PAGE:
But the world has changed since I came into it.
Then most people still believed there is a God, and most had a conscience, knew the basic Scriptures, probably could recite the ten commandments, and tried their best to use them as a guide for the way they lived. So they knew the difference between right and wrong. And had a guide to give them direction.
I find today people are often simply content to “follow the leader”. Someone called this a herd mentality, never looking to see where it would lead just going the way the crowd did. Without asking whether it might be right or wrong.
An ancient prayer of confession includes the lines, “we have erred and strayed from Thy way like lost sheep”. The great temptation today, it seems to me, is not being willing or able to make such a confession.
But I have also found there are still many good, honest, people, quietly serving their God, living their Christian lives, and having a quiet influence on their world. That is our hope for which we pray. They are the ones who believe, “His eye is on the Sparrow, and I KNOW He watches me.” Bless God for His faithfulness.
Wednesday, November 16, 2011
It seems to defy all reason, but there it stands tall, in the middle of the backyard, a red Cana blooming in the middle of November. Where did it get enough moisture to do that is a mystery I will not solve for you.
It reminds me that God’s nature is sort of a thing that God works, “we know not how”. But it also points to a great truth we sometime forget. God did say that “The gates of hell shall not prevail against it” (Matt.16,18.) He was speaking of His Church.
In an article in the November Lutheran Witness, President Harrison harks back to Emperor Constantine who converted to Christianity A.D. 312. Shortly thereafter the Church received all kinds of privileges from the government, and forgot the One Thing Needful, and as a result lost its strength and weakened. The State church in Europe, Harrison writes, is “a theological disaster”. It is always so when a church forgets its mission, to preach the Gospel.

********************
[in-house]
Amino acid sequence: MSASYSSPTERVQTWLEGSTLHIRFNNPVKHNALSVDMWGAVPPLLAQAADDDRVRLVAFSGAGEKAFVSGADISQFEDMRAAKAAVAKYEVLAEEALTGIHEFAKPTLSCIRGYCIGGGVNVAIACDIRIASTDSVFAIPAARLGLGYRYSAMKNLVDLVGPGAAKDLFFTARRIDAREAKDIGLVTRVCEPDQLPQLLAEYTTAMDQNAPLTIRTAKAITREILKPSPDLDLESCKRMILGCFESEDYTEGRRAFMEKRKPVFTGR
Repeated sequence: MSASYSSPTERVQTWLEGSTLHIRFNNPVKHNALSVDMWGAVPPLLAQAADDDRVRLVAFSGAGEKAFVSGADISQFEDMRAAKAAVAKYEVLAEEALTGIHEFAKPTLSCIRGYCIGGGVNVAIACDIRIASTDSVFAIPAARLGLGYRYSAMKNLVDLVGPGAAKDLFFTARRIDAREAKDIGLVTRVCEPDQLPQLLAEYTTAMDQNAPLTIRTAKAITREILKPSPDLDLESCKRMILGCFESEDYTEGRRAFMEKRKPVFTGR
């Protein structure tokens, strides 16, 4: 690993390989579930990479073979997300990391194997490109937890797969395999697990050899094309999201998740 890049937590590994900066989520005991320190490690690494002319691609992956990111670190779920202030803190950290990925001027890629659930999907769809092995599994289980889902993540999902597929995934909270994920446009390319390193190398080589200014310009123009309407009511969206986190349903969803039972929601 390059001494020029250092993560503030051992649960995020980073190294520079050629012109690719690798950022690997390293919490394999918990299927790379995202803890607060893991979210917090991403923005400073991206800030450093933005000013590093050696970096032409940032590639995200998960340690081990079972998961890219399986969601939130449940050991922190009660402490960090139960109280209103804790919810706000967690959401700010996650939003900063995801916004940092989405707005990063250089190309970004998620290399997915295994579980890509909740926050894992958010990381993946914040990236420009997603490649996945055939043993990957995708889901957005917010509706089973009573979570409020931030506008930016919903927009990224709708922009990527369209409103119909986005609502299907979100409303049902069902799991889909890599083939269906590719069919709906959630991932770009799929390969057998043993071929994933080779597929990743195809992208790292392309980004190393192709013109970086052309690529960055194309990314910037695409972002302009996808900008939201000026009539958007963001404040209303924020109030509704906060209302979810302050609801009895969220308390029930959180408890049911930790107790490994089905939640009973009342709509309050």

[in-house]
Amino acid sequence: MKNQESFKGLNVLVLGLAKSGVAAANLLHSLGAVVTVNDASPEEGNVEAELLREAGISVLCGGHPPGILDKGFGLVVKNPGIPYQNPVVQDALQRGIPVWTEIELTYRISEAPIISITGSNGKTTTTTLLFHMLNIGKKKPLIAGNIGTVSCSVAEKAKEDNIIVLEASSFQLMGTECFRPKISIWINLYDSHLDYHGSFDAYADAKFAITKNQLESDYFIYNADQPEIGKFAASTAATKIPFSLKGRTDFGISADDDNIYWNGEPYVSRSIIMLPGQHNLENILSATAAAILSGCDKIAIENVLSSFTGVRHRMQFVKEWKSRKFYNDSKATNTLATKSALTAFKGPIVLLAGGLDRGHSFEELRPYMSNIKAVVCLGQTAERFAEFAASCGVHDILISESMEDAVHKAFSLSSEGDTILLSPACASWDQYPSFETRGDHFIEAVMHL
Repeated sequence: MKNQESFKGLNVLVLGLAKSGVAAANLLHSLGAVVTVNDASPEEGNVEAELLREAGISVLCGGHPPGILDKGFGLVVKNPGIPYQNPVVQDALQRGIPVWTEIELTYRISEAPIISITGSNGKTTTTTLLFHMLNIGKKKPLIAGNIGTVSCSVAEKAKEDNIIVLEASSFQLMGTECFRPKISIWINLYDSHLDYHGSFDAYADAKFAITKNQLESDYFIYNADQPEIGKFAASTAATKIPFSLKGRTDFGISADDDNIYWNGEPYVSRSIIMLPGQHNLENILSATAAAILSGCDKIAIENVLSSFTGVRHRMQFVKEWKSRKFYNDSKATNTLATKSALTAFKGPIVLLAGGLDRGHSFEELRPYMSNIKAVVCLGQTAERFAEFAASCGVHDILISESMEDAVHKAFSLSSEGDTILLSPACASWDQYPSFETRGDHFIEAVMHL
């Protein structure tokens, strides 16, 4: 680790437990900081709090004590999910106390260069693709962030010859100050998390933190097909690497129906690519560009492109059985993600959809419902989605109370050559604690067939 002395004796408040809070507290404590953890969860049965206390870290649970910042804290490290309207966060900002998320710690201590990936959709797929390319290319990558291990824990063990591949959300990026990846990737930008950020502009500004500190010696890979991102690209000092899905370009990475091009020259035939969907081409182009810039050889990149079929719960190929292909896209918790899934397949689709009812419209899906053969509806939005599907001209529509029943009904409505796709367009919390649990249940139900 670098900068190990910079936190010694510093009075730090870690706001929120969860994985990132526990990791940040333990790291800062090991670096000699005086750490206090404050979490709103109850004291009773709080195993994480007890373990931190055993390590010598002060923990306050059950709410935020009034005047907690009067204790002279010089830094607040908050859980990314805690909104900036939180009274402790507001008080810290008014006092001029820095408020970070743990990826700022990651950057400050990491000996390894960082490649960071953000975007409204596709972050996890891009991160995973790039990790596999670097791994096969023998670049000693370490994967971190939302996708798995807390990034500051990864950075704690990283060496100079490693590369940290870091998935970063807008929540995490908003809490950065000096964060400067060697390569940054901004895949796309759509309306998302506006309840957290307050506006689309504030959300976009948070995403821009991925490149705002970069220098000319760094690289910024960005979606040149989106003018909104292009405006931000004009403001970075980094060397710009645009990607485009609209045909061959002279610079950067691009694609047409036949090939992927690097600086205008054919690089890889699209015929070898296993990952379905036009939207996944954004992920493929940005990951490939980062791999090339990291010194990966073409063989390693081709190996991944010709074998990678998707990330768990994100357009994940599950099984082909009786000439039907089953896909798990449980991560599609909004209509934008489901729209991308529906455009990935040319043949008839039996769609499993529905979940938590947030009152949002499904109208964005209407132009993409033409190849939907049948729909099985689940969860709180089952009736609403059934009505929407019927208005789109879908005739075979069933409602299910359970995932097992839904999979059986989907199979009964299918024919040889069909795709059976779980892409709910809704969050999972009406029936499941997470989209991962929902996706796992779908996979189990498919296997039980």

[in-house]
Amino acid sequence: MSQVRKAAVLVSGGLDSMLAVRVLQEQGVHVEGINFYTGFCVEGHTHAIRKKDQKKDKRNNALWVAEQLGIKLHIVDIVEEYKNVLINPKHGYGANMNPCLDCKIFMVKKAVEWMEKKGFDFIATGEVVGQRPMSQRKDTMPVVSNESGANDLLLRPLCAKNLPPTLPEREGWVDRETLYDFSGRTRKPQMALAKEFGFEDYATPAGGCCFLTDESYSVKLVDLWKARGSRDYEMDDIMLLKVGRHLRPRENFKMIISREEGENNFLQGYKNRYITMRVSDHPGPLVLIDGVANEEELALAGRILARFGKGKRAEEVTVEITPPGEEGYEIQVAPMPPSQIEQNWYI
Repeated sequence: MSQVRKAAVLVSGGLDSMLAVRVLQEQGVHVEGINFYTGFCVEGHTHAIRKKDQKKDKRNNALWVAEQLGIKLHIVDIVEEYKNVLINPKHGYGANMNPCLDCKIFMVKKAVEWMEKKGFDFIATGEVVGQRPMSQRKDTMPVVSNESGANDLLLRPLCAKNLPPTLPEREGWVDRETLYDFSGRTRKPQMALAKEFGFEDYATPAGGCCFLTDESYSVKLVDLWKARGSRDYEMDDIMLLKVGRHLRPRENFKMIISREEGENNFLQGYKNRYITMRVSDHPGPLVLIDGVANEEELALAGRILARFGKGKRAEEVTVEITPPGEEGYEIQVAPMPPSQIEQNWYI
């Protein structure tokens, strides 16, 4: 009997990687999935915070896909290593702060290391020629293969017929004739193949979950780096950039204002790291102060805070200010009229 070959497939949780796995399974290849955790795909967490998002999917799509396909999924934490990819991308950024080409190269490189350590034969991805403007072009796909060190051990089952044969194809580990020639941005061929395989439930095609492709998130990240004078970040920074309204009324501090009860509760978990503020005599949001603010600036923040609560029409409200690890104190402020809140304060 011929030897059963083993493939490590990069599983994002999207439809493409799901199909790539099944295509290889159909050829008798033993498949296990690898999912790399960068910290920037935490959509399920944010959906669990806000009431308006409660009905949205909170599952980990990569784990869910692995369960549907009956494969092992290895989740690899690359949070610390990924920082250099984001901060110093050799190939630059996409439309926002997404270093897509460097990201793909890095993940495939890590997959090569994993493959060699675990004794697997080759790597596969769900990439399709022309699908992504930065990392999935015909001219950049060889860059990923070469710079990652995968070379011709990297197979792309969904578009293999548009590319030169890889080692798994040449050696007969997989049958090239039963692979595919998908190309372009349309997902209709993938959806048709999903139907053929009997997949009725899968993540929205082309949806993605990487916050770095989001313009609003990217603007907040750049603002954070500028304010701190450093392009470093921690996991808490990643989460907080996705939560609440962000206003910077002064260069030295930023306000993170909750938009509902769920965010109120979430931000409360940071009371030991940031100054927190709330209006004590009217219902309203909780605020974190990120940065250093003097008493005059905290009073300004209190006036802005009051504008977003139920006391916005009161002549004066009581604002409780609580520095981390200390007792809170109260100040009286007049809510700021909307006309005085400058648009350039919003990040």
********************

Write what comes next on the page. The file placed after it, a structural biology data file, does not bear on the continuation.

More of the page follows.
Today the Church faces all kinds of difficulties, often direct opposition. So we tend to say “poor me”. When we do have at hand what the first President of the Church said in one of his first convention addresses. “The Only weapon we have is the Gospel.”
So let us take courage in this time of change and challenge. The Lord’s promise is still true, “The gates of hell shall not prevail against it”. And the times to the end are filled, for us, right at hand, with opportunity to tell the good news that God’s Son, Jesus Christ, paid for the sins of the whole world.
In it all, remember the lines from an old Gospel song?
“His eye is on the sparrow,
And I KNOW He watches me.
May the Lord bless your day and fill it with treasured fruitfulness.
Saturday, November 12, 2011
I started this on 11/11/11, but is now11/12/11. The first date is a palindrome. Numerologists rate it highly as a date to start something new. So the news today reports a flock of people rushing to Vegas to be married. But this date has no magic in it. It happens that way because of the calendar.
I prefer another claim for blessing, that is written in the Psalms especially. I offer Psalm 62, 5-6, as a promise to believe and live by. It reads so:
“Find rest, O my soul, in God alone.
My hope comes from Him.
He alone is my Rock and my Salvation,
He is my Fortress,
I will not be shaken”. Psalm 62, 5.6.
Now here is a promise with some substance, one to lean on, one to trust, because it is from Almighty God.
What more need we, my friend?
Tuesday, November 8, 2011
It had rained a bit just before my morning walk, so it seemed muggy, and if there had not been a pleasant little breeze now and then, it would have been unpleasant. But for today the weather people say 50% chance of thunderstorms in the late afternoon, and we will take that.
Suppose if I had stuck my nose out before venturing forth I might have procrastinated, and finally did no walking at all. Look at what it brought to God’s children at the entrance of the promised land. God had said, “You have stayed here long enough” Deut.1,6. So Moses sent 12 good men to spy out the land. They were amazed at what they found, but ten of them gave a bad report, “They’re giants. We can’t possibly beat them”. Joshua and Caleb reminded them of God’s promise. We can do it because God promised. But they hung back just the same, and taught us.
Procrastination always leaves out God’s promises. And so causes things to look different than they really are. AND, procrastination is contagious. Fear begets fear. So it misses the Lord’s blessings.
Their procrastination cost them 40 years of wandering in the wilderness. It is always easier to put off, to make plans, to say “tomorrow”.